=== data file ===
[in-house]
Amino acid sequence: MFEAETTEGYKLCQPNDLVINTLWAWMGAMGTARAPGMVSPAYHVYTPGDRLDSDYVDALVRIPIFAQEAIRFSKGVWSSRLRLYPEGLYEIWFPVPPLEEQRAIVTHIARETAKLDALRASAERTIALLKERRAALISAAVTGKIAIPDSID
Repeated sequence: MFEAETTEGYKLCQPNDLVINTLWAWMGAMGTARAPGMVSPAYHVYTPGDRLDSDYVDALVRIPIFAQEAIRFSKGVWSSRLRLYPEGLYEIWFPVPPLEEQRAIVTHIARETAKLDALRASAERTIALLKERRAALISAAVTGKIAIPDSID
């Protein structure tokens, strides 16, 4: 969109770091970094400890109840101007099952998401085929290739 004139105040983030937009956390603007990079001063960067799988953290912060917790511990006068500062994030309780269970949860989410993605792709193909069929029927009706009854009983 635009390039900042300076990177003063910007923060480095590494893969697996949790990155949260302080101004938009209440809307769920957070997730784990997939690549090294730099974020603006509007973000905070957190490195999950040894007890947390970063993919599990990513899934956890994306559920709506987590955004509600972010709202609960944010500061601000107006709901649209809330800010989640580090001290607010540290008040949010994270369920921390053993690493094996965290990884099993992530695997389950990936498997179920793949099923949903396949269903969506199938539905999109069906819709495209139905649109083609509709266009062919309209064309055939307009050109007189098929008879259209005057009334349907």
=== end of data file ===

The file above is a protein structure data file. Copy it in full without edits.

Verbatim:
[in-house]
Amino acid sequence: MFEAETTEGYKLCQPNDLVINTLWAWMGAMGTARAPGMVSPAYHVYTPGDRLDSDYVDALVRIPIFAQEAIRFSKGVWSSRLRLYPEGLYEIWFPVPPLEEQRAIVTHIARETAKLDALRASAERTIALLKERRAALISAAVTGKIAIPDSID
Repeated sequence: MFEAETTEGYKLCQPNDLVINTLWAWMGAMGTARAPGMVSPAYHVYTPGDRLDSDYVDALVRIPIFAQEAIRFSKGVWSSRLRLYPEGLYEIWFPVPPLEEQRAIVTHIARETAKLDALRASAERTIALLKERRAALISAAVTGKIAIPDSID
């Protein structure tokens, strides 16, 4: 969109770091970094400890109840101007099952998401085929290739 004139105040983030937009956390603007990079001063960067799988953290912060917790511990006068500062994030309780269970949860989410993605792709193909069929029927009706009854009983 635009390039900042300076990177003063910007923060480095590494893969697996949790990155949260302080101004938009209440809307769920957070997730784990997939690549090294730099974020603006509007973000905070957190490195999950040894007890947390970063993919599990990513899934956890994306559920709506987590955004509600972010709202609960944010500061601000107006709901649209809330800010989640580090001290607010540290008040949010994270369920921390053993690493094996965290990884099993992530695997389950990936498997179920793949099923949903396949269903969506199938539905999109069906819709495209139905649109083609509709266009062919309209064309055939307009050109007189098929008879259209005057009334349907």